2 Iranian students challenge removal from United States
Two college students from Iran have filed civil rights complaints with the U.S. Department of Homeland Security, saying they were mistreated and illegally denied entry into the country by federal officials at Boston’s Logan International Airport.
Shahab Dehghani, who attends Northeastern University, and Reihana Emami Arandi, who had been set to start classes at Harvard University, recently filed separate complaints with the agency’s civil rights office, requesting the agency investigate officials’ conduct.
The students say federal officials detained and interrogated them for hours at the airport before concluding they planned on staying in the country longer than their temporary visas allowed.
The students maintain they had no intention of overstaying their visas and that federal officials provided no proof supporting their conclusions.
“I couldn’t and still cannot believe how I was treated and why I received such behavior,” Arandi said in her complaint. “I have never had any interest in or intention to stay in the U.S. for the long term. In fact, Harvard is the only school in the U.S. I even applied to. It doesn’t make sense for anybody intending to immigrate permanently to rest their hopes on one highly competitive program at Harvard.”
Arandi and Dehghani are among at least 10 Iranians denied entry into the U.S. since August. Seven of those had flown into Boston’s airport.
Spokespeople for Homeland Security didn’t respond to an email seeking comment. Customs and Border Protection declined to comment.
In a complaint filed Monday, Dehghani’s lawyers argue he was admitted into the U.S. three times in recent years to study in Boston and that his most recent student visa was issued after nearly a year of vetting by the State Department.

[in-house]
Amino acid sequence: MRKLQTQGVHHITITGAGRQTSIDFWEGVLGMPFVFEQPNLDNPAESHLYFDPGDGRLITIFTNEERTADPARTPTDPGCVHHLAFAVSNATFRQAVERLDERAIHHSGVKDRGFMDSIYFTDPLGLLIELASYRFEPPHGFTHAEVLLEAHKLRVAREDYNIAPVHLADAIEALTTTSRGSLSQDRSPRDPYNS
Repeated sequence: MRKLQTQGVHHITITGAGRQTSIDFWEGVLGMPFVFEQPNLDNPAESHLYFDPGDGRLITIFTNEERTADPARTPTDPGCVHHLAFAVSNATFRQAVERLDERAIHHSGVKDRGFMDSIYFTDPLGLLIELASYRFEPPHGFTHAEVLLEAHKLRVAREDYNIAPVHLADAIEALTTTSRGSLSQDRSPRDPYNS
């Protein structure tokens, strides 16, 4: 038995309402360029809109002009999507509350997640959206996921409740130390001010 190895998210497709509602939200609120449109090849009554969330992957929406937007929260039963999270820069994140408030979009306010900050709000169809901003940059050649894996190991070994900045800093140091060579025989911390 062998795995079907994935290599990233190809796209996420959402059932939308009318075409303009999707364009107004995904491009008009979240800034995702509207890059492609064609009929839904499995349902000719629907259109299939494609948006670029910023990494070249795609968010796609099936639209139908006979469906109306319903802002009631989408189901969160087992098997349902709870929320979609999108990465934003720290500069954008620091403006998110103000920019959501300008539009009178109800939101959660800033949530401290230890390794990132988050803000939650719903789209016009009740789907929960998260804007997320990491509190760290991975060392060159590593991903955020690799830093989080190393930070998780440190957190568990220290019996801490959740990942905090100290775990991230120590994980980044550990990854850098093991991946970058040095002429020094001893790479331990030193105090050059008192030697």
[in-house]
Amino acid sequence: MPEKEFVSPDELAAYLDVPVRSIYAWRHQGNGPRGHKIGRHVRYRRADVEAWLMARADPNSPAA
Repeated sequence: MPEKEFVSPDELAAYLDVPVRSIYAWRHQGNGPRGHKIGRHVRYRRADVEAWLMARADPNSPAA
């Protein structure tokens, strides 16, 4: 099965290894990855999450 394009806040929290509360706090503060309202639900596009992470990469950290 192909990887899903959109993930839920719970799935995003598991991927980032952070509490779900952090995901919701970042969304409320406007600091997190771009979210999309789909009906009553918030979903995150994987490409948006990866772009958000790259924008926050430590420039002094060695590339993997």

The 23-year-old economics and math student, whose full name is Mohammad Shahab Dehghani Hossein Abadi, was also prevented from communicating with his attorneys during questioning and subjected to a “threatening and uncivil interrogation” that focused on his religious and political beliefs, according to the complaint.
Federal officials purposely ignored an emergency court order temporarily staying his removal until the case could be heard in court and forced him to board a flight bound for Paris, Dehghani’s lawyers argue.
“This entire situation is unacceptable and was handled in an utterly unprofessional manner,” the complaint concludes. “This behavior by members of Customs and Border Protection cannot stand.”
Arandi, a 35-year-old incoming graduate student at Harvard’s Divinity School, said in her complaint filed Jan. 30 that she was detained at Logan Airport on Sept. 18 and questioned for nearly eight hours about her work, family, travel and opinions about recent events in the Middle East.
She said officers also searched and confiscated her luggage, laptop and cellphone and did not allow her to make any calls, including to officials at Harvard.
Arandi said she also didn’t understand the legal implications of declining to sign a statement given to her by officials, which has now resulted in her being banned from entering the U.S. for five years.
She said in her complaint that she had hopes to earn a master’s degree at Harvard so she could eventually pursue a career in research, teaching or humanitarian work in the Middle East or North Africa.
Civil rights groups say Iranians have been targeted for extra screenings and interrogations at airports since President Trump issued a ban on travelers from several predominantly Muslim countries in 2017, including Iran.
But they say the targeting has only worsened as relations between the U.S. and Iran have deteriorated, culminating in the U.S. drone strike that killed one of Iran’s top generals last month.
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